I went for the “Works” a common configuration in Milwaukee, sausage, pepperoni, mushrooms, onions, green peppers, and black olives. Ask for the “Kitchen Sink” if you want the “Works” plus anchovies.

The reputation of 75 years in business holds up. So often I go into a new city and hit the “area’s favorite” to find it’s a place resting on its laurels from decades ago. Not so with the Caradaro Club.

The proprietor “Wally” is affable and a story teller. You can take a minute to “meet him” in this video from a pizza trade magazine, starting at around the 2:20 market.

Here’s the menu, which is very pizza specific and brief. Caradaro stands by its pizza with three generations of pride, and has never felt the need to clutter up the offerings with the standard fare at big chains – wings, pasta bowls, and the like.

There are two locations, the original spot is open for take-out and delivery only, with the newer edition boasting ample seating – enough for large groups.

I get to Milwaukee every couple months. The Caradaro will be a regular stop from now on.

Caradaro Club Pizza Review

18 incher, “The Works”

 

Caradaro Club Pizza Review

Caradaro Club Menu, Reviews, Photos, Location and Info - Zomato

Caradaro Club Pizza Review
Caradaro Club Pizza Review

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Buona Beef Meatballs Review – In Chicago Area Grocers

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Buona Beef Meatballs Review

Buona Beef Meatballs Review

Store Packaging

Buona Beef is a local Chicago restaurant chain, started about thirty years ago. They have been on an expansion tear recently, and it seems like they are popping up on a regular basis. As well, they have a few of their products in the grocery stores now. The chain specializes in “Chicago foods,” Italian beef sandwiches, hot dogs, pizza, subs. I’ve previously written about having the beef sandwich in one of their restaurants, as well as having the same product from the grocer. Quality stuff.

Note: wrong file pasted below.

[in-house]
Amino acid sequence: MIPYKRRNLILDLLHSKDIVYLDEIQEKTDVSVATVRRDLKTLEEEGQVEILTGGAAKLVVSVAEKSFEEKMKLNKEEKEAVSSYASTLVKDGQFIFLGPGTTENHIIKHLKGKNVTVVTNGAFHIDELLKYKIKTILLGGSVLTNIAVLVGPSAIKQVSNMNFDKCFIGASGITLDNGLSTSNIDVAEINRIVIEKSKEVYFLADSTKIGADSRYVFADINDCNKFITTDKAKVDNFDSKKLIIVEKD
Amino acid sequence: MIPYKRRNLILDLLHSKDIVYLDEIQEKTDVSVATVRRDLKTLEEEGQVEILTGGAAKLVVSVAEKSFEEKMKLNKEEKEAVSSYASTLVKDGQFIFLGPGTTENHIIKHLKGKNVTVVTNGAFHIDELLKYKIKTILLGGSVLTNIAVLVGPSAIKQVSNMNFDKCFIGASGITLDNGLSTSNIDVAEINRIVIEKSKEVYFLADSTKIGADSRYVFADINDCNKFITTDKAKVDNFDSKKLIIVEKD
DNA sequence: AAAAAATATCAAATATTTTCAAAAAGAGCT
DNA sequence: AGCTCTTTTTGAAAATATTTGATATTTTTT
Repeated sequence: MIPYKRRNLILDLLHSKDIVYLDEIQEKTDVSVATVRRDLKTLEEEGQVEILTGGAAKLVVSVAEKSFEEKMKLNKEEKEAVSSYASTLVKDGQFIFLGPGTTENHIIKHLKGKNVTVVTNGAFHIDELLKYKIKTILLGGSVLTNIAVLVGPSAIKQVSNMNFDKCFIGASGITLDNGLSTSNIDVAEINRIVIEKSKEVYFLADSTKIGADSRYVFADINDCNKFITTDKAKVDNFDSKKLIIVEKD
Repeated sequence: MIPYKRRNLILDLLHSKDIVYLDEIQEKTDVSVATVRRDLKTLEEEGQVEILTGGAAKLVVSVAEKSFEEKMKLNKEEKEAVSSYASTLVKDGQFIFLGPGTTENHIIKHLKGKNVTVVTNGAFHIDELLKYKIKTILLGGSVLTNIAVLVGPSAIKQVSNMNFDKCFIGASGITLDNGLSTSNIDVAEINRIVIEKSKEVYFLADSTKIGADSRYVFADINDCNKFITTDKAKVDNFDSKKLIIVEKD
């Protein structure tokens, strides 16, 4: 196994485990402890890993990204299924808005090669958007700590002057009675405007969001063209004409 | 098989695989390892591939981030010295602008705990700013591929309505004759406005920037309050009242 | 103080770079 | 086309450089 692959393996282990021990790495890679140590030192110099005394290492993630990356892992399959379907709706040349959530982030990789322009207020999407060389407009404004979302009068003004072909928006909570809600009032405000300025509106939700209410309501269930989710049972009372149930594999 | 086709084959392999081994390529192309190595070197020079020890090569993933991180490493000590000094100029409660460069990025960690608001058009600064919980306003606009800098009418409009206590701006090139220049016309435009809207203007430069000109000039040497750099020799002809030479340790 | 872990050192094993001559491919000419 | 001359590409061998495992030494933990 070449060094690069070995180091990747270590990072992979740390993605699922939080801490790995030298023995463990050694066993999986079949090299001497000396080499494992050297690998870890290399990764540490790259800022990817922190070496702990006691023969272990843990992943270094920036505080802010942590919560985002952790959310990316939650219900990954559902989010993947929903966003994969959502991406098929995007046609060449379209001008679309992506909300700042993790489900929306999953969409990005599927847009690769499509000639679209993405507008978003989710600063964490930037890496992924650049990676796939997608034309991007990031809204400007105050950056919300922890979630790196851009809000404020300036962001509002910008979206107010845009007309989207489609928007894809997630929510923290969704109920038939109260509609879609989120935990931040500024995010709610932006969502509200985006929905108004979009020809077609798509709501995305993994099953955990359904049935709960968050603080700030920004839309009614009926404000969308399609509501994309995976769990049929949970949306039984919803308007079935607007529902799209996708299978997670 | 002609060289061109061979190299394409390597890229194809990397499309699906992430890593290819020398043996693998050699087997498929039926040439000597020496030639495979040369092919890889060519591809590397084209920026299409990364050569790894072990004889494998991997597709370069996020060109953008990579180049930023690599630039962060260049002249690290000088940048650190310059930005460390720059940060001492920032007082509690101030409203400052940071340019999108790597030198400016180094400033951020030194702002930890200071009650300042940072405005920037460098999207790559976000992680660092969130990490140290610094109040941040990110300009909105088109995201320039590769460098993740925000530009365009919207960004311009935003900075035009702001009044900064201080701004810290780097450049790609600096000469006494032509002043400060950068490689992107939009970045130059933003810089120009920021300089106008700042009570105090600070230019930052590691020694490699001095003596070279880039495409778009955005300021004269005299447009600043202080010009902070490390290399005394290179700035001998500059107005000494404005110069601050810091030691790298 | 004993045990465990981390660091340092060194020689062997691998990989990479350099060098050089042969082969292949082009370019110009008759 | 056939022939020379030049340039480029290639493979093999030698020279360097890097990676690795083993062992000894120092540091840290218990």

They own their own manufacturing facility, where they not only make their products, but also do private label business. Not sure if that’s for restaurants or groceries.

I spotted their meatballs in sauce, recently, and picked up a package to take home. It was around $7. The packages are hard frozen, so it’s best (IMHO) to let them thaw completely in the refrigerator before heating (they are pre-cooked).

The package weight is two pounds, and contains eight fairly good sized meatballs and the marinara sauce. I did not weight the individual balls. There own description of the product is: Authentic hand-rolled meatballs, seasoned with garlic, parsley, and Italian spices in a rich Marinara.

The ingredients listed on the package are thus: Marinara with Meatballs (Marinara Sauce {Fresh Vine-Ripened California Tomatoes, Sugar, Sea Salt, Extra Virgin Olive Oil, Sunflower Oil, Modified Food Starch, Onion Powder, Garlic Powder, Spices, Natural Flavor, Naturally Derived Citric Acid], Meatballs [Beef, Pork, Water, Romano Cheese (Cultured Cow’s Milk, Enzymes, Salt), Textured Soy Flour, Bread Crumbs (Bleached Wheat Flour, Salt, Dextrose, Yeast), Seasoning (Salt, Dried Garlic, Spice, Dried Parsley, Brown Sugar, Cottonseed Oil, Disodium Inosinate and Disodium Guanylate, Citric Acid, BHA, BHT), Ricotta Cheese (Whey, Milk, Cream, Vinegar, Salt, Stabilizers), Caramel Color]).